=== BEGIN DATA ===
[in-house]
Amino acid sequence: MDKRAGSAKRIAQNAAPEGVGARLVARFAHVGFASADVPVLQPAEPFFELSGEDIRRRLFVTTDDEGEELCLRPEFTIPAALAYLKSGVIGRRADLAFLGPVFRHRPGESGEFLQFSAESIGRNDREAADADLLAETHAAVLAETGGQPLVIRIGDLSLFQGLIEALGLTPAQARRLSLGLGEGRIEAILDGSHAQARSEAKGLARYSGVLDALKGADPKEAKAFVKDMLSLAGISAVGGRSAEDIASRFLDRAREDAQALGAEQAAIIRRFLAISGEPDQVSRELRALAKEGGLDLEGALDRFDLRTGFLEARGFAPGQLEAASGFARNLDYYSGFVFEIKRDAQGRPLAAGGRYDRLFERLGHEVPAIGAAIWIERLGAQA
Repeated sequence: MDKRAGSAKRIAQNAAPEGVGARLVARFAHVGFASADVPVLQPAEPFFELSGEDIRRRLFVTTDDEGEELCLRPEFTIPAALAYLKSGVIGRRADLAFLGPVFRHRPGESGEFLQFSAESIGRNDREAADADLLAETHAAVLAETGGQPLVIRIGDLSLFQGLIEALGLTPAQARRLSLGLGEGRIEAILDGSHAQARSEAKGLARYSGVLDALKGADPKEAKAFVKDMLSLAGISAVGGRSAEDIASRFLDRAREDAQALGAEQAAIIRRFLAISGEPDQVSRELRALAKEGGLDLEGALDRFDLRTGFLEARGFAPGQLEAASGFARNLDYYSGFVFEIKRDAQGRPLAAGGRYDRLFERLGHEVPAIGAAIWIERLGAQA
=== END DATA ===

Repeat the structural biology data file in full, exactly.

[in-house]
Amino acid sequence: MDKRAGSAKRIAQNAAPEGVGARLVARFAHVGFASADVPVLQPAEPFFELSGEDIRRRLFVTTDDEGEELCLRPEFTIPAALAYLKSGVIGRRADLAFLGPVFRHRPGESGEFLQFSAESIGRNDREAADADLLAETHAAVLAETGGQPLVIRIGDLSLFQGLIEALGLTPAQARRLSLGLGEGRIEAILDGSHAQARSEAKGLARYSGVLDALKGADPKEAKAFVKDMLSLAGISAVGGRSAEDIASRFLDRAREDAQALGAEQAAIIRRFLAISGEPDQVSRELRALAKEGGLDLEGALDRFDLRTGFLEARGFAPGQLEAASGFARNLDYYSGFVFEIKRDAQGRPLAAGGRYDRLFERLGHEVPAIGAAIWIERLGAQA
Repeated sequence: MDKRAGSAKRIAQNAAPEGVGARLVARFAHVGFASADVPVLQPAEPFFELSGEDIRRRLFVTTDDEGEELCLRPEFTIPAALAYLKSGVIGRRADLAFLGPVFRHRPGESGEFLQFSAESIGRNDREAADADLLAETHAAVLAETGGQPLVIRIGDLSLFQGLIEALGLTPAQARRLSLGLGEGRIEAILDGSHAQARSEAKGLARYSGVLDALKGADPKEAKAFVKDMLSLAGISAVGGRSAEDIASRFLDRAREDAQALGAEQAAIIRRFLAISGEPDQVSRELRALAKEGGLDLEGALDRFDLRTGFLEARGFAPGQLEAASGFARNLDYYSGFVFEIKRDAQGRPLAAGGRYDRLFERLGHEVPAIGAAIWIERLGAQA